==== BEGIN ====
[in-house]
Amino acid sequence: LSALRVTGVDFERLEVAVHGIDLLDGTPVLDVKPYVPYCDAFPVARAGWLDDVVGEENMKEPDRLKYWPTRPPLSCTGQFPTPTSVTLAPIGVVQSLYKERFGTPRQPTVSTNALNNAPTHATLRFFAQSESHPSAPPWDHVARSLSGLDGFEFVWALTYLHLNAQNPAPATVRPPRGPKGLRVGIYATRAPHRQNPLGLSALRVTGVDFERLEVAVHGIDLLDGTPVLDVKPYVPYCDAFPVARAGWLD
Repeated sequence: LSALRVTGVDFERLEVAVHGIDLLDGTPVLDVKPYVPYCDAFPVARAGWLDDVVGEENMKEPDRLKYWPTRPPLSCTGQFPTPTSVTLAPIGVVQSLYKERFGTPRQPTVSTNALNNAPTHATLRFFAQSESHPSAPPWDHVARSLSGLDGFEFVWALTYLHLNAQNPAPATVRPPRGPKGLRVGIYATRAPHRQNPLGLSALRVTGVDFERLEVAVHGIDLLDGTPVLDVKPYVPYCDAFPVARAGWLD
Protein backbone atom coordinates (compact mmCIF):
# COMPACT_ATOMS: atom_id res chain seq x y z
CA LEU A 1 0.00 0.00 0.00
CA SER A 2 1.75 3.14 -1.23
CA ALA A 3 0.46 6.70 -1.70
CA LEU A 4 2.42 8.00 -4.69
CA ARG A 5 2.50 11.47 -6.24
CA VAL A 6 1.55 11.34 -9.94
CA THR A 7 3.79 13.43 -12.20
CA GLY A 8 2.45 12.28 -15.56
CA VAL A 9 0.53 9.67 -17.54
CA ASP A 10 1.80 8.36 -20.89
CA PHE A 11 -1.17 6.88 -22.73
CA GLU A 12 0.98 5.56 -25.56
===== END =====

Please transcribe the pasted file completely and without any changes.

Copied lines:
[in-house]
Amino acid sequence: LSALRVTGVDFERLEVAVHGIDLLDGTPVLDVKPYVPYCDAFPVARAGWLDDVVGEENMKEPDRLKYWPTRPPLSCTGQFPTPTSVTLAPIGVVQSLYKERFGTPRQPTVSTNALNNAPTHATLRFFAQSESHPSAPPWDHVARSLSGLDGFEFVWALTYLHLNAQNPAPATVRPPRGPKGLRVGIYATRAPHRQNPLGLSALRVTGVDFERLEVAVHGIDLLDGTPVLDVKPYVPYCDAFPVARAGWLD
Repeated sequence: LSALRVTGVDFERLEVAVHGIDLLDGTPVLDVKPYVPYCDAFPVARAGWLDDVVGEENMKEPDRLKYWPTRPPLSCTGQFPTPTSVTLAPIGVVQSLYKERFGTPRQPTVSTNALNNAPTHATLRFFAQSESHPSAPPWDHVARSLSGLDGFEFVWALTYLHLNAQNPAPATVRPPRGPKGLRVGIYATRAPHRQNPLGLSALRVTGVDFERLEVAVHGIDLLDGTPVLDVKPYVPYCDAFPVARAGWLD
Protein backbone atom coordinates (compact mmCIF):
# COMPACT_ATOMS: atom_id res chain seq x y z
CA LEU A 1 0.00 0.00 0.00
CA SER A 2 1.75 3.14 -1.23
CA ALA A 3 0.46 6.70 -1.70
CA LEU A 4 2.42 8.00 -4.69
CA ARG A 5 2.50 11.47 -6.24
CA VAL A 6 1.55 11.34 -9.94
CA THR A 7 3.79 13.43 -12.20
CA GLY A 8 2.45 12.28 -15.56
CA VAL A 9 0.53 9.67 -17.54
CA ASP A 10 1.80 8.36 -20.89
CA PHE A 11 -1.17 6.88 -22.73
CA GLU A 12 0.98 5.56 -25.56